Looking down on Ruddigore

Tricky to write too much about this Opera North performance of Ruddigore at the Barbican Theatre.  From row B of the (two-row) Balcony, which sits under a rather dramatic overhang so that one feels a little ‘packed away’, it is difficult to properly appreciate what gave every appearance of being a strong, spirited performance of a relative G&S rarity.

I can’t recall having been to the Barbican Theatre before, and certainly not for opera.  From the orchestra’s first note, the acoustic struck me immediately as distinctly odd: incredibly dry and lacking in any warmth.  This had the advantage of helping the performers to delineate the vocal trickery of which Gilbert is the supreme master.  However, at such a distance as the rear balcony, by the time it reached us it was a rather cold, un-atmospheric result.  There was a further barrier in that singers, inevitably, sang out to the people a long way below us, making for a rather variable volume and projection.  It was a broadly unsatisfactory experience, all told, for a rather unreasonable £25.

That being said, the economics of these things mean a need to balance costs in order to make the touring as economic as it could be.  I just think I shall try and see Opera North nearer to their home in future.  I won’t be rushing back to the Barbican Theatre unless I can stump up the £70 (or equivalent) for a stalls seat.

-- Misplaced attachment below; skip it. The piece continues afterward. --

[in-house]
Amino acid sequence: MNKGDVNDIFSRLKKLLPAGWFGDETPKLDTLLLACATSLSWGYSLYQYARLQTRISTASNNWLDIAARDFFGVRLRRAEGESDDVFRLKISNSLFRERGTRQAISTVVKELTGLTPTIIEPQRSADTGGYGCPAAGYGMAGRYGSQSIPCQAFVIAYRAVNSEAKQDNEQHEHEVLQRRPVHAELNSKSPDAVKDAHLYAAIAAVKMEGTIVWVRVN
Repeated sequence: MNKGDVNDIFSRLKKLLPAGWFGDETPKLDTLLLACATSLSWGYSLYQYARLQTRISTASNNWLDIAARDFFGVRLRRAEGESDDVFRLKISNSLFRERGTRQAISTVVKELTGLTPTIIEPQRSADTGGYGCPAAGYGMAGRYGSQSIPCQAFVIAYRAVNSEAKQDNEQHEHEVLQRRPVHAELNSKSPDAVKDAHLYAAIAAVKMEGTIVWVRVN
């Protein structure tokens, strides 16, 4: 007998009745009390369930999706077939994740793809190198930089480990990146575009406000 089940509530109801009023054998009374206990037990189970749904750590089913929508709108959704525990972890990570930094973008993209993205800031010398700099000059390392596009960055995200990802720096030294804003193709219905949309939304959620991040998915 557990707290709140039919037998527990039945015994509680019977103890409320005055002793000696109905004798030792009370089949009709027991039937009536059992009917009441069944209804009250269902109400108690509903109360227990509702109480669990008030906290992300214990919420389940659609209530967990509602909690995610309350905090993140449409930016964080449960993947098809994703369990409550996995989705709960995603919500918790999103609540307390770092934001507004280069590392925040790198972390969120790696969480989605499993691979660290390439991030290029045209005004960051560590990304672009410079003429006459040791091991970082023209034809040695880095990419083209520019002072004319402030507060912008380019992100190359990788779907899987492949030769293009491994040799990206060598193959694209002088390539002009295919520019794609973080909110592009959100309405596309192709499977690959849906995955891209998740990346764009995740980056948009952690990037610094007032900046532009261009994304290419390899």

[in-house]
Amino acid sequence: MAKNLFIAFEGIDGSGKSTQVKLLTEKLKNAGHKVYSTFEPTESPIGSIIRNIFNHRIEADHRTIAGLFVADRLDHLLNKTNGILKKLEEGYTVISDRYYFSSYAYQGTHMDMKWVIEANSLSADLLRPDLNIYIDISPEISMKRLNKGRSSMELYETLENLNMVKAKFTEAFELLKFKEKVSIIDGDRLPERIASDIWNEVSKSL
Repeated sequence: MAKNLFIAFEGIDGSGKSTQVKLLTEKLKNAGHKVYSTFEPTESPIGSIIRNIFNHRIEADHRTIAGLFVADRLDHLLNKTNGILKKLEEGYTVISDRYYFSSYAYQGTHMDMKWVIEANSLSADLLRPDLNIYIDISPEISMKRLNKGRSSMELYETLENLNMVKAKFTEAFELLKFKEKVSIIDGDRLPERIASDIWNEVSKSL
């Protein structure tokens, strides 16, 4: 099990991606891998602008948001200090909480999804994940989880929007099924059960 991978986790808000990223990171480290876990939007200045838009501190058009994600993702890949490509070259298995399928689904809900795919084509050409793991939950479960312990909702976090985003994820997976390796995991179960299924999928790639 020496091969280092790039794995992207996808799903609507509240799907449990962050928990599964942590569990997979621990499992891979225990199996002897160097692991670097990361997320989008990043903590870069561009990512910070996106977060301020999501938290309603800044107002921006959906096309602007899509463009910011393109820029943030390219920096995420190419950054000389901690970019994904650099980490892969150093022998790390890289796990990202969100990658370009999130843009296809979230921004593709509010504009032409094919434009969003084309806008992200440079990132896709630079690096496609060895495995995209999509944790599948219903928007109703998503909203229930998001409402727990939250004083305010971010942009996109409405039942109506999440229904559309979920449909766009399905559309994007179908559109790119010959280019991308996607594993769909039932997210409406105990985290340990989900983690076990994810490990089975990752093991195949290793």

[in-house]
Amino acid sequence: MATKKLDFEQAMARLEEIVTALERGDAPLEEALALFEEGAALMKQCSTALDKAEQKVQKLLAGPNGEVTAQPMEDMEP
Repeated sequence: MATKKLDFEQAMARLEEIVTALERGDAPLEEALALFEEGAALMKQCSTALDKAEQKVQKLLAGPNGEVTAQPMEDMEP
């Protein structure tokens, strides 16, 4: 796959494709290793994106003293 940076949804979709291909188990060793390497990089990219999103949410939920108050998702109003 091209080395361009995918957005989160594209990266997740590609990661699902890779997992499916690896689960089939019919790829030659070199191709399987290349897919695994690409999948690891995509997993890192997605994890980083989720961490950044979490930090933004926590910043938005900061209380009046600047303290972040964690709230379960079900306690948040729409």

The production was clever and energetic, leanly presenting the story and providing a really atmospheric Act 2 when the pictures came alive.  Amongst the performers, Steven Page’s Sir Roderic Murgatroyd made a very strong impression; the younger characters were all vivaciously presented, Hal Cazalet’s Richard Dauntless, in particular, being a remarkable mover.

The piece was an interesting one; I wish I’d known it better before I went.  It’s not as immediately appealing as the more ‘core’ G&S repertory, but it was clear that it would repay further delving.  I found the character of Mad Margaret a bit tiring, and the ending is even flimsier and clunkier than the usual G&S operetta.  Nonetheless, I thank Opera North for an introduction to a new (to me) G&S, and will continue to delve…


Incidentally, I was reminded that Opera North were my first introduction to opera: a performance of Orpheus in the Underworld at the (then newly-refurbished) Lyceum Theatre, Sheffield, circa 1992.  I loved it, and have had a soft spot for Orphée aux Enfer ever since.  Bravo and thanks for that!

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